Yaara Bou Melhem of Dateline Australia manages to sneak in to Syria from Turkey to speak to members of the rebel opposition, including a rare interview with Colonel Riad al-Asaad, a leader of the Free Syrian Army.
Britain’s most fearless investigative journalist Peter Oborne follows up his excellent work exposing Britain’s Israel lobby and the Murdoch empire with another devastating documentary about the myriad conflicts of interest of the execrable Tony Blair. (Also see Ali Abunimah’s piece on Blair’s myriad shady dealings).
International viewers can watch the documentary below:
Steve Walt, co-author of the ground-breaking The Israel Lobby and US Foreign Policy, gave a keynote address on “Obama’s Foreign Policy and the End of the American Era” at an event is co-hosted by the IIEA and UCD’s Clinton Institute for American Studies. You can download the Post Event Notes from this event here.
It is rather rare these days to discover art of such extraordinary creative genius that it leaves one impoverished for words. That rare moment occurred for me a couple of days back when I saw ‘The Ethical Governor,’ a short animation produced by the writer, musician and animator (or his preference: ‘electronic artist’) John Butler. It is the product of a sparkling imagination and technical virtuosity in which there are traces of Swift, Kafka, Huxley, Orwell, early Coetzee, and Philip K. Dick. Like the masters, Butler takes extant tendencies in society and brings them into sharp focus in works that combine social consciousness, perfect pitch irony, clever wordplay, subversive wit and spectacular visuals. He describes his art as ‘speculative fiction for the age of financialization’, and anyone who has delved into the world of CDOs, CDSs and SPVs will understand where he is coming from. Last year he told an interviewer:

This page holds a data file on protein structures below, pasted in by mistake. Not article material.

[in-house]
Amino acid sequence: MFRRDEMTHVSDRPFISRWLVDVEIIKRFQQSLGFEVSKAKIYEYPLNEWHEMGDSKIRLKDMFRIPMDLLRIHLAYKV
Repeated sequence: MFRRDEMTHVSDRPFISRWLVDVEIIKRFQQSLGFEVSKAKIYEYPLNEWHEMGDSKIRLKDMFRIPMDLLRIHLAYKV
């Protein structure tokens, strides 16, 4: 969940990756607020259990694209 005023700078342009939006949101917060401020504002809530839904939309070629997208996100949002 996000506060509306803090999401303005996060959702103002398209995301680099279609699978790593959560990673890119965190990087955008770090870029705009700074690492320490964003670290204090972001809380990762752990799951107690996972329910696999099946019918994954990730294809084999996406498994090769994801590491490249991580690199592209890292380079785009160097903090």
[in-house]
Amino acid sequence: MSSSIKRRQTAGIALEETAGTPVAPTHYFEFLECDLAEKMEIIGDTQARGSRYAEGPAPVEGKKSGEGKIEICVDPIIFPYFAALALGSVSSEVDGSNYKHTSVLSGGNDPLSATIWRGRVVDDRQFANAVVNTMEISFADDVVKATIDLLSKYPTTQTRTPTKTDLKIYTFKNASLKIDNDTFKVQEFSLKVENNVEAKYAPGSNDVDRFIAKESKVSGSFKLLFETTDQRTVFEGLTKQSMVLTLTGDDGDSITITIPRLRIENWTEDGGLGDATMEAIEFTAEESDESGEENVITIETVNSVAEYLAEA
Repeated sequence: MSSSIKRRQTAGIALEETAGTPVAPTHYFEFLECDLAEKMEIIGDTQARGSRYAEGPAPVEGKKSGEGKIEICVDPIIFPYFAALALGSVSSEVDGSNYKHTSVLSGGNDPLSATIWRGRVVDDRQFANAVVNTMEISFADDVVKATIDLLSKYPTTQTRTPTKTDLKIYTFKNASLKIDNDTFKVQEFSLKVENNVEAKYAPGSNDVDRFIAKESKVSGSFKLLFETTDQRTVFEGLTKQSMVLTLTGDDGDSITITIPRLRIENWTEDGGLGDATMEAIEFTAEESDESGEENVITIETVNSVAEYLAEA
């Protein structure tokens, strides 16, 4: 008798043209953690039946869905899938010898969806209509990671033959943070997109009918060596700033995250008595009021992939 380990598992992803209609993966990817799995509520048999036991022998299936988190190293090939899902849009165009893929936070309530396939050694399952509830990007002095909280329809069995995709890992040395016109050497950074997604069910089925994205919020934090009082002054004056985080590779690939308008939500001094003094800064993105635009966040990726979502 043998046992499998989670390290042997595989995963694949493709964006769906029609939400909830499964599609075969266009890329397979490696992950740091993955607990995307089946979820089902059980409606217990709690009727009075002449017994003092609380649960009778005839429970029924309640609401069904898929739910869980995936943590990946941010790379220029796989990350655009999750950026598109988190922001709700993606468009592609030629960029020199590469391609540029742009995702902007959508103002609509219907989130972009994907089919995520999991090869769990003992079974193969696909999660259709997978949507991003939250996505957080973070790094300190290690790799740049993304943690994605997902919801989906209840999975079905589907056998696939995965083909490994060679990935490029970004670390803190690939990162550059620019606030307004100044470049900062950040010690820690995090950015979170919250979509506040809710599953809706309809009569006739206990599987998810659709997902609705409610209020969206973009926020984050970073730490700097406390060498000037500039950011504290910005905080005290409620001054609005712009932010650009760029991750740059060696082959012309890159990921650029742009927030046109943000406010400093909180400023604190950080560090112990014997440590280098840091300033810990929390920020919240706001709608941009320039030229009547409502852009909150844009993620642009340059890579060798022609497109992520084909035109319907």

I’m interested in human utility in the drone age. Human redundancy in the unmanned economy. I’m interested in the war between Finance and Humans.
I’m interested in the Universal Transaction Space we all now inhabit. […]
Speculative fiction is important because the future seems to be behind us, and nothing lies ahead. We’re just waiting for the next upgrade.
In 2010 Time magazine defied the judgment of its readers to select Facebook founder Mark Zuckerberg over Julian Assange as its person of the year. In a readers’ poll Assange had secured 382,000 votes to Zuckerberg’s 18,000. It had been some years since Facebook was big news; some therefore suggested Time had really chosen 2007’s person of the year. Explaining his choice, Time managing editor Richard Stengel confidently declared that ‘Assange might not even be on anybody’s radar six months from now…I think Assange will be a footnote five years from now.’ This was a day before Mohamed Bouazizi set himself alight. It was also before Tahrir Square. It’s over six months since Stengel’s daring prediction yet Assange still remains on the radar and his list of media partners has expanded to over 60—and its growing. Wikileaks has yet to release a much anticipated tranche of documents on the banking sector. It is safe to assume that Wikileaks will be with us for some time to come. But given the present state of publishing, it is likelier that Time will be a footnote five years from now. Here are some recent interviews with Assange: